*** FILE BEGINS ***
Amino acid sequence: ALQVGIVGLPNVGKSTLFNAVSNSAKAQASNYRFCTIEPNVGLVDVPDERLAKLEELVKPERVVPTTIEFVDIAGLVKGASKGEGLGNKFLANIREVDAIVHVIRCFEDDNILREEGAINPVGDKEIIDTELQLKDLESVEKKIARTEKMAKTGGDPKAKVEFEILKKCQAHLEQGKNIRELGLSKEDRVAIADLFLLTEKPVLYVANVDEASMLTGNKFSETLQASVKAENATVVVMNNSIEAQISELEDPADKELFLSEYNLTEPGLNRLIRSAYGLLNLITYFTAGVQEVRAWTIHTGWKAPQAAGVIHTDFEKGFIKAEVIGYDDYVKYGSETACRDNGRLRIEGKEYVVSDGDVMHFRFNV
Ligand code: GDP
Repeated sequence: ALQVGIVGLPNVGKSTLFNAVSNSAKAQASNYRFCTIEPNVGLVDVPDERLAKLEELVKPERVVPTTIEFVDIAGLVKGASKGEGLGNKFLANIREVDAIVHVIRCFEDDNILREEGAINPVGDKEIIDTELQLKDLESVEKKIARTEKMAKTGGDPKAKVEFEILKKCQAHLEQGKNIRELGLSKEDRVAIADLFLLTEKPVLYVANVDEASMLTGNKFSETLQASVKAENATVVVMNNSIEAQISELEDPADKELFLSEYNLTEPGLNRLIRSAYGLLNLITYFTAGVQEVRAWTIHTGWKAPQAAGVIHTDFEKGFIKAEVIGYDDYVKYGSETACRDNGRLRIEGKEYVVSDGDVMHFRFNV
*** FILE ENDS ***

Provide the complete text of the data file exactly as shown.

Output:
Amino acid sequence: ALQVGIVGLPNVGKSTLFNAVSNSAKAQASNYRFCTIEPNVGLVDVPDERLAKLEELVKPERVVPTTIEFVDIAGLVKGASKGEGLGNKFLANIREVDAIVHVIRCFEDDNILREEGAINPVGDKEIIDTELQLKDLESVEKKIARTEKMAKTGGDPKAKVEFEILKKCQAHLEQGKNIRELGLSKEDRVAIADLFLLTEKPVLYVANVDEASMLTGNKFSETLQASVKAENATVVVMNNSIEAQISELEDPADKELFLSEYNLTEPGLNRLIRSAYGLLNLITYFTAGVQEVRAWTIHTGWKAPQAAGVIHTDFEKGFIKAEVIGYDDYVKYGSETACRDNGRLRIEGKEYVVSDGDVMHFRFNV
Ligand code: GDP
Repeated sequence: ALQVGIVGLPNVGKSTLFNAVSNSAKAQASNYRFCTIEPNVGLVDVPDERLAKLEELVKPERVVPTTIEFVDIAGLVKGASKGEGLGNKFLANIREVDAIVHVIRCFEDDNILREEGAINPVGDKEIIDTELQLKDLESVEKKIARTEKMAKTGGDPKAKVEFEILKKCQAHLEQGKNIRELGLSKEDRVAIADLFLLTEKPVLYVANVDEASMLTGNKFSETLQASVKAENATVVVMNNSIEAQISELEDPADKELFLSEYNLTEPGLNRLIRSAYGLLNLITYFTAGVQEVRAWTIHTGWKAPQAAGVIHTDFEKGFIKAEVIGYDDYVKYGSETACRDNGRLRIEGKEYVVSDGDVMHFRFNV